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The Tax Implications of DOMA


See Federal Tax Return Guidelines for Same-Sex Married Couples for the latest IRS ruling.

A tax issue is at the heart of the United States v. Windsor or the Defense of Marriage Act (DOMA) decision by the Supreme Court of the United States.  It has potentially far-reaching implications that will affect federal, and most likely state, tax policies, including the estate and gift taxes and income tax.

Estate and Gift Taxes

While much of the media attention surrounding the case has focused on DOMA, the case itself was about the plaintiff’s claim for an estate tax refund. Married couples do not pay estate or gift taxes on transfers between spouses. This means there is no estate tax assessed on transfers from the first spouse to die to the surviving spouse.

In Windsor, the plaintiff’s marriage was not recognized under Federal law because of DOMA and the first-spouse-to-die’s estate was assessed $363,000 because the transfer to the surviving spouse was not recognized as a transfer between spouses.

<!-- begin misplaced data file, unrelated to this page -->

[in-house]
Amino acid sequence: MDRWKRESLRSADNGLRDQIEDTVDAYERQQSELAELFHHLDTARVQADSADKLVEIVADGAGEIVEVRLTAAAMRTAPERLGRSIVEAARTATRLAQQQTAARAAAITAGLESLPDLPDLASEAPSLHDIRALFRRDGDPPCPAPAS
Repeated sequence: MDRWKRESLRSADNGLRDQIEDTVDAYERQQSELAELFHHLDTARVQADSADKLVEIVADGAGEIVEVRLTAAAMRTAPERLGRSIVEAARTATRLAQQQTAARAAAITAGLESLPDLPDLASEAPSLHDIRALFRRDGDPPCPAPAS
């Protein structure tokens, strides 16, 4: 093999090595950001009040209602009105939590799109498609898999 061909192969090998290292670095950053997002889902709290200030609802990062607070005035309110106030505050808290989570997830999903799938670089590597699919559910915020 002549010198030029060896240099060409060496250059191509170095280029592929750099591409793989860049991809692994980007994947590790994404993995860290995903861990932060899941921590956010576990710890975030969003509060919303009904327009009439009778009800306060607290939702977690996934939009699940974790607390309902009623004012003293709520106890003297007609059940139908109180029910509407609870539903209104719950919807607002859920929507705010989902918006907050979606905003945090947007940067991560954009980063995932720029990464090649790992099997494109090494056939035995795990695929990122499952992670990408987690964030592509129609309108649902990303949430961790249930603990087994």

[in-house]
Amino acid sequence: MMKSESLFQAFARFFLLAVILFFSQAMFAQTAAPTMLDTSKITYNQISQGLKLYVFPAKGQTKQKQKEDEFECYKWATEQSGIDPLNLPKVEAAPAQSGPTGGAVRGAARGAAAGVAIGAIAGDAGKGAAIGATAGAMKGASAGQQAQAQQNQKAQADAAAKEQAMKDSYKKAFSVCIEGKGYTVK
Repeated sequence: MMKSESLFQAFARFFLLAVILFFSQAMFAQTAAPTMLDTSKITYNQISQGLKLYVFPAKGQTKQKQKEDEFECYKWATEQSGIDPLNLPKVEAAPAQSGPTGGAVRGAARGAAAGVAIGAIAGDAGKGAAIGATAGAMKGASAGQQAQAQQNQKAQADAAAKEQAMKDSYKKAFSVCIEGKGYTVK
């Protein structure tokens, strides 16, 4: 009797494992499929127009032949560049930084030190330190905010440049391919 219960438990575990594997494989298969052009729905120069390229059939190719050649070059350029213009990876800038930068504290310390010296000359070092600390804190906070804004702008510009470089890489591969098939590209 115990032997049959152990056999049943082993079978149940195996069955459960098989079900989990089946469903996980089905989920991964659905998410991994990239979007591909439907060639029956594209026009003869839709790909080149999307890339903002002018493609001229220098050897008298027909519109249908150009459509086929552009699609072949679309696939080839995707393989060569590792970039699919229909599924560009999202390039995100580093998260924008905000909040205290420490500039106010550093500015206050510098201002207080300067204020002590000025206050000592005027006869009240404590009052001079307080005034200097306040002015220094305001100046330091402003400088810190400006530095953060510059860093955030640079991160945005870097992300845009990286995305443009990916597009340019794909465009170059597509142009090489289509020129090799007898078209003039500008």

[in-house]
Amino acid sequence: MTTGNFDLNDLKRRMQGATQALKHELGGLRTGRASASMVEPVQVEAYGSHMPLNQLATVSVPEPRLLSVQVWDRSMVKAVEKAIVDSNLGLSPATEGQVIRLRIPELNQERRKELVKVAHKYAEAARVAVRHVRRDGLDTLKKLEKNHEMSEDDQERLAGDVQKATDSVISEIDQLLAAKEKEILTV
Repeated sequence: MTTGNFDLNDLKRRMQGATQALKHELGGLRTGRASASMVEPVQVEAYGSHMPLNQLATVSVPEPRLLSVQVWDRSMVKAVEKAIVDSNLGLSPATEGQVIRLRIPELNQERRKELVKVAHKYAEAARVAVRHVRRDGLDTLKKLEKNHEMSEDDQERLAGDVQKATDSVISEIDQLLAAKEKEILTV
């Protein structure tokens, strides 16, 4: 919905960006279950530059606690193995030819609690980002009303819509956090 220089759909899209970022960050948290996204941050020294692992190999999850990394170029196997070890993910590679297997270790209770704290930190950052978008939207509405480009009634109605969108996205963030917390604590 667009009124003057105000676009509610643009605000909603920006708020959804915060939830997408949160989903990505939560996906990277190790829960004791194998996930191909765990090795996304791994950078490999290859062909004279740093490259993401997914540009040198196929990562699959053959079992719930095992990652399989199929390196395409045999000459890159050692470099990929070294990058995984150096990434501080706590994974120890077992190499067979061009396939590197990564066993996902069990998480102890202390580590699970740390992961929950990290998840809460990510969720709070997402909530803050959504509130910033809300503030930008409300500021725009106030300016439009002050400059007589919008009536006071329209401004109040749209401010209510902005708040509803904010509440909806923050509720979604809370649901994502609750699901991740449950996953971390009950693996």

Spousal recognition, as result of the DOMA decision, resolves this issue. Same-sex married couples will not be assessed an estate tax when transferring estates upon one spouses death.

Income Tax

Prior to the DOMA decision, same-sex married couples were only permitted to file federal income tax returns separately as single individuals. Now, same-sex spouses will be allowed to file joint returns.

The federal recognition of same-sex marriages means gay couples could be entitled to tax refunds for filing situations for which married couples receive tax breaks.  In addition to the estate tax situation in the DOMA decision, married couples also receive an income tax break if they file jointly.

See my posting on DOMA and Income Tax Refunds for more information on filing amended federal income tax/refund claims.